Boyle’s law

Robert Boyle, an Irish chemist, studied the relationship between the pressure and volume of a gas in 1662 by trapping a quantity of air in the close-end of a J-shaped tube of known cross sectional area with mercury (see diagram below).

In the experiment, pressure exerted on the trapped gas equals the atmospheric pressure (760 mmHg) plus the pressure exerted by the column of mercury, pi, which is varied by pouring mercury into the longer arm of the tube via the open-end.

Boyle found that the product of the pressure and volume of a fixed amount of gas was constant at a given temperature.

pV=k_1\; \; \; \; \; \; \; \; 1

where k1 is the proportionality constant. Eq1 is known as Boyle’s law, which states:

The volume of a given mass of gas is inversely proportional to its pressure at constant temperature

A plot of eq1 in terms of p versus V gives a hyperbola with the coordinate axes as asymptotes, while that of p versus 1/V produces a straight line with a gradient of k1 and an intercept at the origin.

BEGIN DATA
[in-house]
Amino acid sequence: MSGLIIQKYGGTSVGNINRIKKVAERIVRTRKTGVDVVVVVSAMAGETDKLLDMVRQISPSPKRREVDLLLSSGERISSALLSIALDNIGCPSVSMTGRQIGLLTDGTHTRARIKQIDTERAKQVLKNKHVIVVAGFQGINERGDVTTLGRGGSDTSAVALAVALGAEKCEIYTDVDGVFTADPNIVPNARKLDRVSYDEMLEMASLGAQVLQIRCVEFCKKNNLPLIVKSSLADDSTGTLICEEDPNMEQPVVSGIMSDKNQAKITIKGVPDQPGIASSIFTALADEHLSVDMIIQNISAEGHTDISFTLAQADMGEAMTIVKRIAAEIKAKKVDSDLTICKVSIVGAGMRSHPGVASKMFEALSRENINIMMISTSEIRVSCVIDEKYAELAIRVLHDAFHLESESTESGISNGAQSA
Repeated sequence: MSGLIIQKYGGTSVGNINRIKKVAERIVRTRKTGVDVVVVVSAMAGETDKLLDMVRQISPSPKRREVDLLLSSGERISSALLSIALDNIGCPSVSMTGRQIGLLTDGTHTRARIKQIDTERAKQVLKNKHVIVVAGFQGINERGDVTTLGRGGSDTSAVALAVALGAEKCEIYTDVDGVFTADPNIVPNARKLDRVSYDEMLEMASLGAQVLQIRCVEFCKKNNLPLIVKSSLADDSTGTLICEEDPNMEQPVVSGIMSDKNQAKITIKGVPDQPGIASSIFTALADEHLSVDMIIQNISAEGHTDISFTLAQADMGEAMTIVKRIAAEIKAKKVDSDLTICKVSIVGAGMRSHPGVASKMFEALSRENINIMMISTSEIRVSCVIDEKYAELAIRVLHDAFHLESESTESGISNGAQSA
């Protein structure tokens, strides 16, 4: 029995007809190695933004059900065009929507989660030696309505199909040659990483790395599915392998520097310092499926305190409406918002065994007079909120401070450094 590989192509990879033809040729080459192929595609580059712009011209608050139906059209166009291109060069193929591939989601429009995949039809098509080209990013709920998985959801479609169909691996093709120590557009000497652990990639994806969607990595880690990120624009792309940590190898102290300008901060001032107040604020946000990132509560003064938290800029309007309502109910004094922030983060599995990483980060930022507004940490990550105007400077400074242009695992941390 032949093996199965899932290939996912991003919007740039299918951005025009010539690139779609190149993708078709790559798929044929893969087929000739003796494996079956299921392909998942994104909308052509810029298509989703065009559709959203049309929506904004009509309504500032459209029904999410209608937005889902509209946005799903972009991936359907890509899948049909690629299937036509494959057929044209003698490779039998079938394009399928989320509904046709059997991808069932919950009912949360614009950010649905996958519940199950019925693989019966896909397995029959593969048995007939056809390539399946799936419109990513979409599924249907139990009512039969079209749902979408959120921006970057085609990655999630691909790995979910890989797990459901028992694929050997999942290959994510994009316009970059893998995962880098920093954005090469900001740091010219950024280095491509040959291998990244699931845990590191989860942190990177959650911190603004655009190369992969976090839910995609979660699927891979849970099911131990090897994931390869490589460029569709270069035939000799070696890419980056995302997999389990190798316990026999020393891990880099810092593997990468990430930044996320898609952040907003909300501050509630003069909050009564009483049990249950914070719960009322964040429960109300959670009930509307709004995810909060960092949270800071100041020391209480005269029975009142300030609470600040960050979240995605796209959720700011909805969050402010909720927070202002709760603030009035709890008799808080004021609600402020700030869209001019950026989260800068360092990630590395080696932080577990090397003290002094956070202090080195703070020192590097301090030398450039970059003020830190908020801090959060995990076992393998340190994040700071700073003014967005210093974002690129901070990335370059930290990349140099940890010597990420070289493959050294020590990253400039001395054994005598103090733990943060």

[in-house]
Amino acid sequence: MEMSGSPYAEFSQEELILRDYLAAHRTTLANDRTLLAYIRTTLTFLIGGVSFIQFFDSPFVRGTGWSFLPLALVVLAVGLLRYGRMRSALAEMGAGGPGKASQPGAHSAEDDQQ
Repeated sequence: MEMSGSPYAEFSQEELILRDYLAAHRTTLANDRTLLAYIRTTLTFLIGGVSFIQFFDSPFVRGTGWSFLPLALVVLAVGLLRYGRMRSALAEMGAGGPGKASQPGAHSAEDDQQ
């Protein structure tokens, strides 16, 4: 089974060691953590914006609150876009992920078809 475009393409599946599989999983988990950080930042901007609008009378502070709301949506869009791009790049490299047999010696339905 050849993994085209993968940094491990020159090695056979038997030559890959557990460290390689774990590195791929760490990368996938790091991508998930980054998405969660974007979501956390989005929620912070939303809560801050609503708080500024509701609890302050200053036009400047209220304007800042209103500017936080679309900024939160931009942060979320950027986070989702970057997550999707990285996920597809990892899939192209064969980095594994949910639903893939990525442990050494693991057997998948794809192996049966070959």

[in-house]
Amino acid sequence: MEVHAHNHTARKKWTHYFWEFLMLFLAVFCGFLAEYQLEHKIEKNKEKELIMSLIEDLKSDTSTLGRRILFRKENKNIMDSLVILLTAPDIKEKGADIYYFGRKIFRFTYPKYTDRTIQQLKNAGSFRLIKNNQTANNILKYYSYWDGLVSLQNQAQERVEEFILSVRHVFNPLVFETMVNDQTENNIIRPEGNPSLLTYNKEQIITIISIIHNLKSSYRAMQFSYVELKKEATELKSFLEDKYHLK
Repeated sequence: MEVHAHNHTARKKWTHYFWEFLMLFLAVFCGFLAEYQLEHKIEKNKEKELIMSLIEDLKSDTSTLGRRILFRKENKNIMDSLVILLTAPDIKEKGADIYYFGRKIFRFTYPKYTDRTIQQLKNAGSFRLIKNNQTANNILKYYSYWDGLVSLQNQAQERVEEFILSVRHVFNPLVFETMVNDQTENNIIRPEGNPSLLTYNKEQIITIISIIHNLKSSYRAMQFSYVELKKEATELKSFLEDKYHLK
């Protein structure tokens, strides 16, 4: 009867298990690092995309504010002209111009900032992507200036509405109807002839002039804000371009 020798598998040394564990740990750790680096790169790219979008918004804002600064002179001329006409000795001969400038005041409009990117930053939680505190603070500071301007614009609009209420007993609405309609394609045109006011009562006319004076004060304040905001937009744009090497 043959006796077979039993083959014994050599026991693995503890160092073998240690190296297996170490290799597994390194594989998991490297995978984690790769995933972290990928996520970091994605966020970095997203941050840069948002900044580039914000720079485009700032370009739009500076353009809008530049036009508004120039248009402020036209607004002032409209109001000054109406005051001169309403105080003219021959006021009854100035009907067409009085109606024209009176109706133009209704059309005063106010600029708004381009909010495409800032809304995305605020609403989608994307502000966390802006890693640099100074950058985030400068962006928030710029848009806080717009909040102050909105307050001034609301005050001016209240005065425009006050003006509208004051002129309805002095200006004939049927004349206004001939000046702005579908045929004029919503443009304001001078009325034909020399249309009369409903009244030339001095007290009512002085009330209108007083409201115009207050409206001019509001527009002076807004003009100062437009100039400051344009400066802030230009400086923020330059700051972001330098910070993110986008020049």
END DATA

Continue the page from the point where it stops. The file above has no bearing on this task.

Since p1V1 = k1 and p2V2 = k1, Boyle’s law can also be expressed as

p_!V_1=p_2V_2\; \; \; \; \; \; \; \; 2



The volume of a bubble at the bottom of a lake with a depth of 30.0 m is 7.0 cm3. Assuming temperature remains constant, what is the bubble’s volume when it reaches the surface, where atmospheric pressure is equal to the pressure under 10.0 m of water?


Using eq2,  V_2=\frac{(30.0+10.0)\times 7.0}{10.0}=28\: cm^3



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